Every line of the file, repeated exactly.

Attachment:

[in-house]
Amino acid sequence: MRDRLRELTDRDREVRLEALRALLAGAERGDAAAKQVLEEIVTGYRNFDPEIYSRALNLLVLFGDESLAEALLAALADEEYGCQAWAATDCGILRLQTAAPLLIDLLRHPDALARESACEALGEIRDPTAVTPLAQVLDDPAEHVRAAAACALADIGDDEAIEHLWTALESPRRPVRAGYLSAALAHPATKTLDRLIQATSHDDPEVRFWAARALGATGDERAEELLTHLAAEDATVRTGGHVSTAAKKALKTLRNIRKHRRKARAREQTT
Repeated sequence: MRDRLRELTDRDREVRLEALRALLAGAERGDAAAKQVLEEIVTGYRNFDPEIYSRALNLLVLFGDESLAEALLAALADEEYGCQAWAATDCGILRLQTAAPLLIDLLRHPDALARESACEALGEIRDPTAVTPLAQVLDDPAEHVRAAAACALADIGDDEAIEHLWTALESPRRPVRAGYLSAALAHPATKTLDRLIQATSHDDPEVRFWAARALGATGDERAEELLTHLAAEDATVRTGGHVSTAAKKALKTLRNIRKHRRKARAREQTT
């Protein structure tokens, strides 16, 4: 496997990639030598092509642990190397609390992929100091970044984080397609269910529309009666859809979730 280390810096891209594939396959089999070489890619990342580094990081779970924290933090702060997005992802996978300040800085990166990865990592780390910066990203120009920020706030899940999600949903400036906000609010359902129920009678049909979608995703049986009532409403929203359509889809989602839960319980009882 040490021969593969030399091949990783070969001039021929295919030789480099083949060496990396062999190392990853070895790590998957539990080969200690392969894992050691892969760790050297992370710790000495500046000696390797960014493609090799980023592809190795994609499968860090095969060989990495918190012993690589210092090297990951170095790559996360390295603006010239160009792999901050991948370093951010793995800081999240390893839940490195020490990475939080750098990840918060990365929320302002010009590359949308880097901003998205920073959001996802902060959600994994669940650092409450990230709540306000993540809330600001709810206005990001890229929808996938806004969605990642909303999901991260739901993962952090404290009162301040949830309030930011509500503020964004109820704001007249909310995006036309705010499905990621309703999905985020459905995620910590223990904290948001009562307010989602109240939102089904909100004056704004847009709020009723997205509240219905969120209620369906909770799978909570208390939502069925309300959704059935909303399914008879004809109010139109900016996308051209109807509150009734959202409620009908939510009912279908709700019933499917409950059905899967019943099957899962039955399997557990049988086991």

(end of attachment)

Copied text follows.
[in-house]
Amino acid sequence: MRDRLRELTDRDREVRLEALRALLAGAERGDAAAKQVLEEIVTGYRNFDPEIYSRALNLLVLFGDESLAEALLAALADEEYGCQAWAATDCGILRLQTAAPLLIDLLRHPDALARESACEALGEIRDPTAVTPLAQVLDDPAEHVRAAAACALADIGDDEAIEHLWTALESPRRPVRAGYLSAALAHPATKTLDRLIQATSHDDPEVRFWAARALGATGDERAEELLTHLAAEDATVRTGGHVSTAAKKALKTLRNIRKHRRKARAREQTT
Repeated sequence: MRDRLRELTDRDREVRLEALRALLAGAERGDAAAKQVLEEIVTGYRNFDPEIYSRALNLLVLFGDESLAEALLAALADEEYGCQAWAATDCGILRLQTAAPLLIDLLRHPDALARESACEALGEIRDPTAVTPLAQVLDDPAEHVRAAAACALADIGDDEAIEHLWTALESPRRPVRAGYLSAALAHPATKTLDRLIQATSHDDPEVRFWAARALGATGDERAEELLTHLAAEDATVRTGGHVSTAAKKALKTLRNIRKHRRKARAREQTT
């Protein structure tokens, strides 16, 4: 496997990639030598092509642990190397609390992929100091970044984080397609269910529309009666859809979730 280390810096891209594939396959089999070489890619990342580094990081779970924290933090702060997005992802996978300040800085990166990865990592780390910066990203120009920020706030899940999600949903400036906000609010359902129920009678049909979608995703049986009532409403929203359509889809989602839960319980009882 040490021969593969030399091949990783070969001039021929295919030789480099083949060496990396062999190392990853070895790590998957539990080969200690392969894992050691892969760790050297992370710790000495500046000696390797960014493609090799980023592809190795994609499968860090095969060989990495918190012993690589210092090297990951170095790559996360390295603006010239160009792999901050991948370093951010793995800081999240390893839940490195020490990475939080750098990840918060990365929320302002010009590359949308880097901003998205920073959001996802902060959600994994669940650092409450990230709540306000993540809330600001709810206005990001890229929808996938806004969605990642909303999901991260739901993962952090404290009162301040949830309030930011509500503020964004109820704001007249909310995006036309705010499905990621309703999905985020459905995620910590223990904290948001009562307010989602109240939102089904909100004056704004847009709020009723997205509240219905969120209620369906909770799978909570208390939502069925309300959704059935909303399914008879004809109010139109900016996308051209109807509150009734959202409620009908939510009912279908709700019933499917409950059905899967019943099957899962039955399997557990049988086991």